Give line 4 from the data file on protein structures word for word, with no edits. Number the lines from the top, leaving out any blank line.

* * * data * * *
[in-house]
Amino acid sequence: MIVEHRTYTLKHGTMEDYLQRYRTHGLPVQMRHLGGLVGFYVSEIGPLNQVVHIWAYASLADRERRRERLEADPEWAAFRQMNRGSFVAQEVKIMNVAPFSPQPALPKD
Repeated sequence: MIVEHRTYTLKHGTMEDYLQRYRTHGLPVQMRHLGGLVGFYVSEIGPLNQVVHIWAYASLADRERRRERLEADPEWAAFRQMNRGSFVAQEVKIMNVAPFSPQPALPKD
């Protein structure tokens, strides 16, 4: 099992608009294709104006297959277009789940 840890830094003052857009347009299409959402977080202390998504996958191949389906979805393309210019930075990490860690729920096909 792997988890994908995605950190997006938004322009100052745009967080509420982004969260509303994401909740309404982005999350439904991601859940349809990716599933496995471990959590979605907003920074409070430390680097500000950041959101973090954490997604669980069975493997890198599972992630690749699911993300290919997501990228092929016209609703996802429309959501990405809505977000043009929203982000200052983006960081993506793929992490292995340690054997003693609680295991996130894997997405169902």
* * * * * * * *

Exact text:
């Protein structure tokens, strides 16, 4: 099992608009294709104006297959277009789940 840890830094003052857009347009299409959402977080202390998504996958191949389906979805393309210019930075990490860690729920096909 792997988890994908995605950190997006938004322009100052745009967080509420982004969260509303994401909740309404982005999350439904991601859940349809990716599933496995471990959590979605907003920074409070430390680097500000950041959101973090954490997604669980069975493997890198599972992630690749699911993300290919997501990228092929016209609703996802429309959501990405809505977000043009929203982000200052983006960081993506793929992490292995340690054997003693609680295991996130894997997405169902």